Risk management can do far more than simply flag up potential problems. It’s a fundamental way of working that changes how your business and your teams operate. When you have risk management embedded in the way you work, you can use it to break down silos, improve communication, engage senior managers and more.
In this article we look at 5 common challenges for leaders and how risk management can support your approach to dealing with them.
1. Organizational Silos
Let’s not pretend that organizational silos don’t exist. However, good project risk management processes can definitely help break down the barriers between teams.
Cross-functional teams should be involved in risk identification at the beginning of a project, and then ongoing throughout the project life cycle. Teams made up of all affected departments should review requirements and assumptions together to make sure that everything is fully understood and covered off. This cross-team working is really effective in creating a team spirit at the start of a project and building relationships that will help the team be truly productive as the project progresses.
When the teams work together like this they can identify risks to each others’ areas and help flush out where there might be problems integrating upstream and downstream deliverables.
Risks often have an impact on more than one team and working outside of silos to identify and deal with them will ensure that you’ve got the best possible approach to dealing with the risk – not just the mitigation activities that seem best to one department.
2. Poor Communication
Poor communication is something we see often on projects and risk management processes might seem like a surprising way to address this. However, when your risks management works well, communication across the project is improved.
This happens because there are clear paths to follow. Teams know who to go to when hey spot new risks and everyone is encouraged to take part. Teams know the names of the risk owners so they can direct updates and information to the right people.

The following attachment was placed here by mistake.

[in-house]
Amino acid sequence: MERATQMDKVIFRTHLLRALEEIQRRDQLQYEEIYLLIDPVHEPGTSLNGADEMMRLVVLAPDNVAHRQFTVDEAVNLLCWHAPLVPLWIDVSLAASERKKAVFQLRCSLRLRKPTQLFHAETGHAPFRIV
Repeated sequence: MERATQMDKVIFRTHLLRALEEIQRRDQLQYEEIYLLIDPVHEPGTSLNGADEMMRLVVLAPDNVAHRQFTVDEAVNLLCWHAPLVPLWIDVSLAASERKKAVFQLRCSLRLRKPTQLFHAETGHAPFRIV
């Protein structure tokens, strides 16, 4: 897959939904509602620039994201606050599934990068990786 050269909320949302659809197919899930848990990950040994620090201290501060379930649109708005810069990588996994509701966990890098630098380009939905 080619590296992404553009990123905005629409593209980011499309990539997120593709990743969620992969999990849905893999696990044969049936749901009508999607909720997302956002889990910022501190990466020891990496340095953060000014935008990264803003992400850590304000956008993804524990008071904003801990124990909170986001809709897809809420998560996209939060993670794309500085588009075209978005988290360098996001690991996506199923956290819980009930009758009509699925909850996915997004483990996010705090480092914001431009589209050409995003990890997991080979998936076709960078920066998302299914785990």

Risk review meetings help keep everyone up to date with the same information and the process of documenting and acting on the risk means there is no space for miscommunication: everyone has access to the same set of data and follows the same process.
3. Unengaged Leadership
Project teams often don’t have the support of senior business leaders when it comes to risk management. It’s seen as something that project managers can handle themselves and there is no need to get involved.
However, that approach can be problematic because sometimes the guidance of senior leaders is essential for making the right decisions about how to handle a project risk.
Risk management processes alleviate this because they state when project sponsors and other senior leaders should be involved in the process. You can use your processes to set tolerances around what a project team can deal with themselves and what needs input from the sponsor. You can get customers and other stakeholders involved in risk review meetings to help broaden the discussion and find creative approaches for dealing with risk.
All of this supports the involvement of the right people at the right time, ensuring that the project team gets the engagement they need to move the project forward in the right way.
4. Unrealistic or Misaligned Expectations
A lot of project conflict and disappointment comes from various team members or senior leaders having different expectations of what the project can deliver.
Risk workshops can help this because, with other project management tools, they help get everything out in the open. You can frankly discuss what might cause the project problems and then actively plan to prevent that. There is nowhere to hide or to pretend that the difficulties aren’t really going to cause an issue.
This improved communication about what the project can realistically achieve within the constraints will help keep everyone on the same page and reduce misaligned expectations.
5. Hiding Bad News
In some businesses we see a culture where sharing ‘bad’ news is discouraged. As a result of what they see and the behavior of the leadership, project teams are reluctant to talk about things that might be going wrong on their projects. They would rather try to fix the issues themselves than have to confess that something might not be going to plan or that they’ve spotted something that might cause a problem in the future.
This in itself is a problem for leadership because if you don’t hear about the issues you can’t support teams to put them right. It also leads to poor decision making from senior managers because they don’t have accurate information about the state of projects. If they aren’t clear on the risk profile of a project because the team have preferred not to share that information, then they aren’t basing their decisions on the best information possible.
Risk management can address this by getting the ‘what ifs..’ and worries out in the open. Risk identification workshops are a neutral ground to discuss potential problems. The process is there to support, facilitate and encourage the raising of risks so that no one should feel as if they have to keep their concerns to themselves.
The escalation mechanism inherent in good risk management processes allows project teams to identify what should go to the next level of management and to feel empowered to raise concerns up the chain.
Regular risk reviews help identify new concerns and show that existing risks are being proactively managed.
These 5 common challenges are things we see time and time again across all industries and business types. They aren’t things that you have to put up with. You can improve the way you work, and risk management is a great way to get started.